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Proactive Relationship with Your Consultant:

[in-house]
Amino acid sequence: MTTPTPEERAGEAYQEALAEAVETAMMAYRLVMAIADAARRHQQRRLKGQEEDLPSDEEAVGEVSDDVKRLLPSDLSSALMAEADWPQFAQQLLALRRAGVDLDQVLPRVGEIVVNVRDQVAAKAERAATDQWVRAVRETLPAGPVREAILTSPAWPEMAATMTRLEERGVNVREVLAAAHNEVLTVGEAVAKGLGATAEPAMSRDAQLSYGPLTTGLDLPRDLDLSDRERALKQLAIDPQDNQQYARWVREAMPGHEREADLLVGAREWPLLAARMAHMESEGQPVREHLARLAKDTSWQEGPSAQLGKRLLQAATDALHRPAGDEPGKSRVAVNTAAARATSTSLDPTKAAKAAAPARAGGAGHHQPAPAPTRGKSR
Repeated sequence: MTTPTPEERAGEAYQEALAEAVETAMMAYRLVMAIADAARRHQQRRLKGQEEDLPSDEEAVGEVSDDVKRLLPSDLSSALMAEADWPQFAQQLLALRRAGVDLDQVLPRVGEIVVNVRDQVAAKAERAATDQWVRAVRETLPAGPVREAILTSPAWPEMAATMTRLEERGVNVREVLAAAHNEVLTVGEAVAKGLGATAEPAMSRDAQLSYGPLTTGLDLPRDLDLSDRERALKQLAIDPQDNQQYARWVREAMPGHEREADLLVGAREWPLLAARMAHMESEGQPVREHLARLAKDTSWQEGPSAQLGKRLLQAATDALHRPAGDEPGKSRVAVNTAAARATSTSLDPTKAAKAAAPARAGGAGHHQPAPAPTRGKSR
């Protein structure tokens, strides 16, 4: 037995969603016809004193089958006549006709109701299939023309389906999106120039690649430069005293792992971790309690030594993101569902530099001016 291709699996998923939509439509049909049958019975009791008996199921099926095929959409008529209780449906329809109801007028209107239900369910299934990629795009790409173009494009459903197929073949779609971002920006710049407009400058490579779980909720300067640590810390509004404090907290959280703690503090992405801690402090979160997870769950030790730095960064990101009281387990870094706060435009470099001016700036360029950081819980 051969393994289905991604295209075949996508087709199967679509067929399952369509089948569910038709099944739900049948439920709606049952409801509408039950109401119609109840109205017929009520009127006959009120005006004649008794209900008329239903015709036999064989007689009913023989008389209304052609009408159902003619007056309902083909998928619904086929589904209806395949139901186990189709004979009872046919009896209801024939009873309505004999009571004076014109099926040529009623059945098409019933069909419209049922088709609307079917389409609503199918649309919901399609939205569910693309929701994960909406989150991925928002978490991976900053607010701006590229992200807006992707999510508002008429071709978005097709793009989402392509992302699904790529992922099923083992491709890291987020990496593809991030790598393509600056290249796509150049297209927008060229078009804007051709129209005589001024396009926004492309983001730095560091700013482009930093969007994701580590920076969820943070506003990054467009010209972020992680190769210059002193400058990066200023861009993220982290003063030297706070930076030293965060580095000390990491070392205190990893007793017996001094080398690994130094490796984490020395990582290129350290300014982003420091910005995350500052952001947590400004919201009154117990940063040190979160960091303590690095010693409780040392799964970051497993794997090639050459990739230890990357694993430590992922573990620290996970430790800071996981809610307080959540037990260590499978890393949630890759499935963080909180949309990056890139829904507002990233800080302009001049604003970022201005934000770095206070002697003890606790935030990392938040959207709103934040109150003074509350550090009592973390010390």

We are conditioned in our society to be passive when it comes to matters of health and not to take the initiative ourselves and take responsibility for our own lives and action. Instead it is easier to rely on guidance and assistance from others, to be influenced by television adverts, supermarkets and popular culture, and to 'follow orders' and 'do what we are told' and that way we can blame others and sue if something goes wrong. You need to take responsibility and be the project manager for your own body and for your own life. You need to become someone who has a good high level knowledge of the nature of the 'project' of recovery. And knows which experts to consult in the different areas. And knows when something has been omitted or overlooked. This really is not as hard as it sounds, and you build up your knowledge piece by piece. Everyone has to start somewhere. It's all about approaching it with the right attitude and willingness to learn.